This is an unusual project in that the songwriter/composer, Jeannie Tanner, is listed as the ‘Artist’ but instead of performing, she has written a collection of songs and hired twelve of Chicago’s talented vocalists to sing her compositions. In other words, this is more like a collection of high quality demos, normally used to promote the songwriter. Ms. Tanner is an award-winning composer, vocalist and trumpeter. She performs and records with her own band in the Windy City, known as the Jeannie Tanner Quartet. Her original music has already been licensed for both television and film.

With this recording, you, the listener, can sample the composer’s work and enjoy a compilation of various Chicago vocalists. Each one puts their own spin on Tanner’s songs. Dan Murphy is persuasive on piano, always keeping the melody in the forefront, even when he improvises. He aptly accompanies these singers with sensitivity and care. Drummer, Darren Scorza, makes a powerful statement on his trap drums, especially on the introduction to “Reflections in Mirrors.” In fact, Tanner’s musicians carry this unique project with their professional talents, lending the perfect stage for this sampling of singers and songs. Favorite cuts: “Wait For Me” featuring Jeff Meegan; “You Can Kiss Me into Anything” and “I Am Strong,” featuring Typhanie Monique; “You’ll Always Have My Heart,” a swinging arrangement featuring Abigail Riccards and “Promise Me the Moon” featuring Rose Collela, with tasty horn licks by Chris Madsen on saxophone.

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CATHY SEGAL-GARCIA – “IN2UITION”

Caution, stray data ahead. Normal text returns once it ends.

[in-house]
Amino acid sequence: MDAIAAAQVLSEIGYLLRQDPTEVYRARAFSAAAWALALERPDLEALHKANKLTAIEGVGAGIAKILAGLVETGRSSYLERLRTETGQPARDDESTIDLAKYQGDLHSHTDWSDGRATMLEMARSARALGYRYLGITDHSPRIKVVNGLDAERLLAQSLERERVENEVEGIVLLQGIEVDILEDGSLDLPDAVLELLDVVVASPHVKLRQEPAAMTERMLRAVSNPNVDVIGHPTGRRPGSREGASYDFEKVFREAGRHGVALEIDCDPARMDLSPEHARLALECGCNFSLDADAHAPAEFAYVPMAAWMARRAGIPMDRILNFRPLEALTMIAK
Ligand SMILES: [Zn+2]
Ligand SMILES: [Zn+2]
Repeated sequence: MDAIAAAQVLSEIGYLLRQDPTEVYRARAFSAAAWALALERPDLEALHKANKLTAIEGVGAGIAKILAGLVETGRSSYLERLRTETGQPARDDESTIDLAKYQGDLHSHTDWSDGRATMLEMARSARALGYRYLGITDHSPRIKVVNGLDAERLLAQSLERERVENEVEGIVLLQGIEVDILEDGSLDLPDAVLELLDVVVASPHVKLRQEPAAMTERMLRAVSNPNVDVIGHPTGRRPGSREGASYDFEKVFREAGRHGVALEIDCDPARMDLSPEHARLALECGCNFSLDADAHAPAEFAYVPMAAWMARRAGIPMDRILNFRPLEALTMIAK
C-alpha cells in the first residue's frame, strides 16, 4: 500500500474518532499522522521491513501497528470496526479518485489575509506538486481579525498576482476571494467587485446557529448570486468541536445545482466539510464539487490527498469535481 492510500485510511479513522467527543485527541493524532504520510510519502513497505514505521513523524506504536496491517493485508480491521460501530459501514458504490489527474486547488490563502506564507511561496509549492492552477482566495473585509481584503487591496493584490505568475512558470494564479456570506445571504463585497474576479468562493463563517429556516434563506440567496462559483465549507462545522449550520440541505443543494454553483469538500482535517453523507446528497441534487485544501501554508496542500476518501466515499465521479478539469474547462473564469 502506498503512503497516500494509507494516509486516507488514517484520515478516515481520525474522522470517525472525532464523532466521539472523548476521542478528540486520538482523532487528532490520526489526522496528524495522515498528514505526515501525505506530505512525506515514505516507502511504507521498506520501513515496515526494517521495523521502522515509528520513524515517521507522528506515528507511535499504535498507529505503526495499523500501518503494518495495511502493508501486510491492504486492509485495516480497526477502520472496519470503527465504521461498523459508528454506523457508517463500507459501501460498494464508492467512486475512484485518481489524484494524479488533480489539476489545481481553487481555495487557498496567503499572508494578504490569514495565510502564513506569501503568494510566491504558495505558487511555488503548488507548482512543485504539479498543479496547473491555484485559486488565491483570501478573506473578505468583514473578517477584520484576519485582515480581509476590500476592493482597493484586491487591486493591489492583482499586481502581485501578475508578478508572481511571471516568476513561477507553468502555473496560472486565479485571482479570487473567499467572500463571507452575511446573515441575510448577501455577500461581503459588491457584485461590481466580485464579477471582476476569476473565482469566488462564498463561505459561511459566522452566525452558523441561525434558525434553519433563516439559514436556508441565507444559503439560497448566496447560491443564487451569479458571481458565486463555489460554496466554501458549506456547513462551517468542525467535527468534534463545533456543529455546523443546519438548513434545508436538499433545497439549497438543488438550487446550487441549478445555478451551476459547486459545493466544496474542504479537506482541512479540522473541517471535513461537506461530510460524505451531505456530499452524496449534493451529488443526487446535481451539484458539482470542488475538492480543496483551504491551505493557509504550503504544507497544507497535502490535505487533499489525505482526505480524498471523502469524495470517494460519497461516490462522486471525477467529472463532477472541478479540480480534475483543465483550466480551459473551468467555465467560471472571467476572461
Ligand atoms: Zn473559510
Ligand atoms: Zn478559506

Dash Hoffman Records

Pianists: Otmaro Ruiz, John Beasley, Gary Fukushima, Varden Ovespian, Karen Hammack, Jane Getz, Bevan Manson, Dave Moscoe, Llew Matthews, Josh Nelson. Violin, Calabria Foti.

This is a double set CD, minimally produced, and basically featuring Cathy Segal-Garcia singing with various jazz pianists. Having worked many years as a duo in various hotels myself, I know how serious and demanding duo work can be. Garcia is up for the challenge and so are her hand-picked accompanists, many of whom are international recording artists in their own right. Starting with Josh Nelson on “I Love You,“ Garcia spices the song up with scat singing, seasoning the familiar standard with her improvisational skills. John Beasley is the next pianist performing with Garcia on the Thelonious Monk composition, “Ruby My Dear”. Beasley was nominated for a Grammy this year for his own orchestrated work of Monk. He is an exceptional accompanist and a master musician who brings beauty and a strong sense of individuality to his music. Garcia performs, unintimidated, deft with full-bodied tone against whatever creative chord Beasley throws at her, holding the melody like a baby, precious against her bosom. I believe her when she sings this story of a broken-hearted woman named Ruby. Beasley’s solo performance is as breath-takingly beautiful as Garcia’s lyrical interpretation. He turns the grand piano into a very hip and unprecedented music box. On Garcia’s original composition, “The Room” she adds a violin played by Calabria Foti to compliment the piano work of Karen Hammack. This song is very folksy and not jazzy at all. I remember when Nina Simone used to record in this fashion, throwing in a pop song or a folk song on a recording or concert of serious jazz. I suppose it’s the artist’s prerogative. “Bonita, a Jobim composition, features Otmaro Ruiz on piano. He prepares a solid foundation for the vocalist to sing this beautiful ballad. I long for Latin rhythms, instead of classical chording, but it is a very beautiful production by the two artists, despite my personal desire for some Brazilian fire. This is followed by another ballad and then a burst of energy with Gary Fukushima on, “I Want To Be Happy.” Disc #1 ends with the popular Rodgers & Hart tune, “It Never Entered My Mind.” David Moscoe sensitively accompanies Garcia at a very slow, melancholy pace, allowing the listener to hear her draw each note out and hold those whole tones with very little vibrato and unabashed technique.